A Campfire Yarn
Fine Fisherman, Better Storyteller
By Garth Profitt
On a March day in the 1950s, Rich Hines heard Billy Rosencrantz’s around-the-corner whistle and said, “Here comes Rosie.”
The Hines brothers lived on the corner of Fourth Avenue and Fifth Street in Lewiston, two blocks from my family. They had a big three-story house with lots of bedrooms, bathrooms, and a basketball court. There was a pool table in the basement and shade trees were all around the yard. Martin and Helen Hines loved kids and their house was our hub.
Rosie lived across the street and halfway down the garage-and-hedge-lined alley. A strapping, friendly redhead of seventeen years, more than six feet tall and weighing about two hundred pounds, he whistled and leaped along, using an imaginary sword to make the “Z” sign of Zorro, his favorite character. He had an aura about him that proclaimed, “I own the day.”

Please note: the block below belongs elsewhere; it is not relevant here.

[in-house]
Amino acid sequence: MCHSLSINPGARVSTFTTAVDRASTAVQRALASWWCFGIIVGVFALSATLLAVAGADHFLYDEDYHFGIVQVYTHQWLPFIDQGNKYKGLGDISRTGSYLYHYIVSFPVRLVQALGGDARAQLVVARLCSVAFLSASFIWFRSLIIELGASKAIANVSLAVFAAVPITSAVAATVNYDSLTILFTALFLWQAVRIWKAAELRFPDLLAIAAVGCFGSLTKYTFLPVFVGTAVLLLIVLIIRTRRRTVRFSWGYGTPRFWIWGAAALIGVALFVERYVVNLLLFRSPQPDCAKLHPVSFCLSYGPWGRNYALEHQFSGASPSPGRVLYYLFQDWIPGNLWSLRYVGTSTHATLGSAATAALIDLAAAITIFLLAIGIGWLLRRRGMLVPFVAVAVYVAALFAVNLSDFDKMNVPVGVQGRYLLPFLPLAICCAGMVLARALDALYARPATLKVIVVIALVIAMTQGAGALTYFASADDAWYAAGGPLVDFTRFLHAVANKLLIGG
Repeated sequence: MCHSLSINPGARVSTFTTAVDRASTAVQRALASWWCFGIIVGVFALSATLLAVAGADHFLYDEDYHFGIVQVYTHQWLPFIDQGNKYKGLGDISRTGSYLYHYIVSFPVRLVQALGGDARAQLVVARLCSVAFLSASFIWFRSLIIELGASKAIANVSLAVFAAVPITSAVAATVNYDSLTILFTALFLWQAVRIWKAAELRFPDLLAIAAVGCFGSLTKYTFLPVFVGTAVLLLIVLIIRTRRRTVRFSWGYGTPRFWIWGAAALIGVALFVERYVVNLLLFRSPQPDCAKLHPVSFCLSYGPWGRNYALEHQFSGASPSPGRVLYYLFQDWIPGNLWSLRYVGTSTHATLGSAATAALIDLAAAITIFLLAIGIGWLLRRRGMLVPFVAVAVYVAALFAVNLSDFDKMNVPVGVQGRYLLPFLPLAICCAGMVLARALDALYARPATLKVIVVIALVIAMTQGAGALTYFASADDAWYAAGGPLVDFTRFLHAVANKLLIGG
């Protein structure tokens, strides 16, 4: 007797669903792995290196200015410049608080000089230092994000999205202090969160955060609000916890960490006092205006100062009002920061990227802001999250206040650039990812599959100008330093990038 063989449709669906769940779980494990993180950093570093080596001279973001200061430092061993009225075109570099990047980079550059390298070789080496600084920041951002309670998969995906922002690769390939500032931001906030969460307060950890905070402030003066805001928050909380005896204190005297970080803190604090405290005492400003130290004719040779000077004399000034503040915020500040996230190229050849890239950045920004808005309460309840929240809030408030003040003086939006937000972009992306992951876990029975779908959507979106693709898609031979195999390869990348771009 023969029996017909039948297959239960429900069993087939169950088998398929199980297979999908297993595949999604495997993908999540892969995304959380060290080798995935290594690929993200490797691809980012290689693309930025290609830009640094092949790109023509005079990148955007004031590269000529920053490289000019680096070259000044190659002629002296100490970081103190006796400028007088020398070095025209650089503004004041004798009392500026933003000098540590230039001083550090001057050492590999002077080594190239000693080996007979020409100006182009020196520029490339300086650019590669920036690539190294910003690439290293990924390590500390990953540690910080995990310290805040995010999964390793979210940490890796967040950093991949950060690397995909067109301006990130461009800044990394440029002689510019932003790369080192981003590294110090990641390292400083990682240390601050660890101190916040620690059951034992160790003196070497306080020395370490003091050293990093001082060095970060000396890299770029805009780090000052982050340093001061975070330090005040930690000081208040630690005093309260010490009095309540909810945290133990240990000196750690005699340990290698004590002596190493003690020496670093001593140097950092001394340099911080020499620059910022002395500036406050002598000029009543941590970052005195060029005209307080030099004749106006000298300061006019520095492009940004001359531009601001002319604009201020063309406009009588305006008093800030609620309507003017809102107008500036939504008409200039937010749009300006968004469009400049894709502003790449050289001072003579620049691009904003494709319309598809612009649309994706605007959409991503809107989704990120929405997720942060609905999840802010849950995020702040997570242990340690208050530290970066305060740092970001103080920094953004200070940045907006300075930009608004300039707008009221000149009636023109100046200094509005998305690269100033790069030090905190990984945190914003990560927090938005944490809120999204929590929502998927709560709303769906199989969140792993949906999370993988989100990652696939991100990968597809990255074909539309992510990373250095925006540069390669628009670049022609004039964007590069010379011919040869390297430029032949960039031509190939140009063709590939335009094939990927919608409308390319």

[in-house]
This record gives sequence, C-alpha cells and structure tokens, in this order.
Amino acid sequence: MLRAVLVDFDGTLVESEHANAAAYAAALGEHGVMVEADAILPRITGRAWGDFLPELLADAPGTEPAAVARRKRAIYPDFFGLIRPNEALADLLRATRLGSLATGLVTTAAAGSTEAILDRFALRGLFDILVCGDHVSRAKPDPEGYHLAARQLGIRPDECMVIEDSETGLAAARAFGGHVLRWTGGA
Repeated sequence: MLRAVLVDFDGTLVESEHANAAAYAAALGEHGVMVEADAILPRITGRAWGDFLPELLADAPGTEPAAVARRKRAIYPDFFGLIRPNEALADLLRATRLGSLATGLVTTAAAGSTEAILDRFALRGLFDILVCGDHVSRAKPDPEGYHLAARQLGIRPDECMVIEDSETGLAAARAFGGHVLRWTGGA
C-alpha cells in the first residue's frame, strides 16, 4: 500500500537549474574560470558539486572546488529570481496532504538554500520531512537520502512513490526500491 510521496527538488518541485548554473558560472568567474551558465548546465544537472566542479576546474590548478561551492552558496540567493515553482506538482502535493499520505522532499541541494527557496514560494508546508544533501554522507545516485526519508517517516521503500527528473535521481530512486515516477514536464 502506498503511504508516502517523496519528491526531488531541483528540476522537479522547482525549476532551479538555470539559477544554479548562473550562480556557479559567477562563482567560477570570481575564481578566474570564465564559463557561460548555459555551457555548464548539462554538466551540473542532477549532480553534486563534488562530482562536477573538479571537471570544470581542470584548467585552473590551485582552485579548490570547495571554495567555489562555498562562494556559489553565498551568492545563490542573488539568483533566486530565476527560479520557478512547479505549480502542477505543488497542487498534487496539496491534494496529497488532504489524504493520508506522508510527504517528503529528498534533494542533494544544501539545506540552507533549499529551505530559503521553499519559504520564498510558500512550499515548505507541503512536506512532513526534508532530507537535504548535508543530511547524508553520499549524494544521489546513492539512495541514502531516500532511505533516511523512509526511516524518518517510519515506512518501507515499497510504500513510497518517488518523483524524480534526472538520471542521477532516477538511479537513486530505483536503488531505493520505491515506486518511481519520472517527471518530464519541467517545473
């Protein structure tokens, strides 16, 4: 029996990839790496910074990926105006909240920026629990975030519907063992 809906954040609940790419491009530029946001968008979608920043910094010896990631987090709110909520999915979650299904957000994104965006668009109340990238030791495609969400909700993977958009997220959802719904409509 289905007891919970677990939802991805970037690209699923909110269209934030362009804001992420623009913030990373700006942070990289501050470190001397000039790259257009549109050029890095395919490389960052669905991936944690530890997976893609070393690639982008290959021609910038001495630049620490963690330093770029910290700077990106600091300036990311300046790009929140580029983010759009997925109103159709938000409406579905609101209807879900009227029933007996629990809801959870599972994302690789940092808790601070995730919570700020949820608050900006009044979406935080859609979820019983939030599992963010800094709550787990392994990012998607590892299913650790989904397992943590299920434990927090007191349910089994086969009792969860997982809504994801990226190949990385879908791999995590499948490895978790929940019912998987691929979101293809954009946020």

He was several years older than us, but that August he took Rich, me, and a few other guys on a fishing and camping trip along the Selway, Lochsa, Clearwater, and St. Joe Rivers.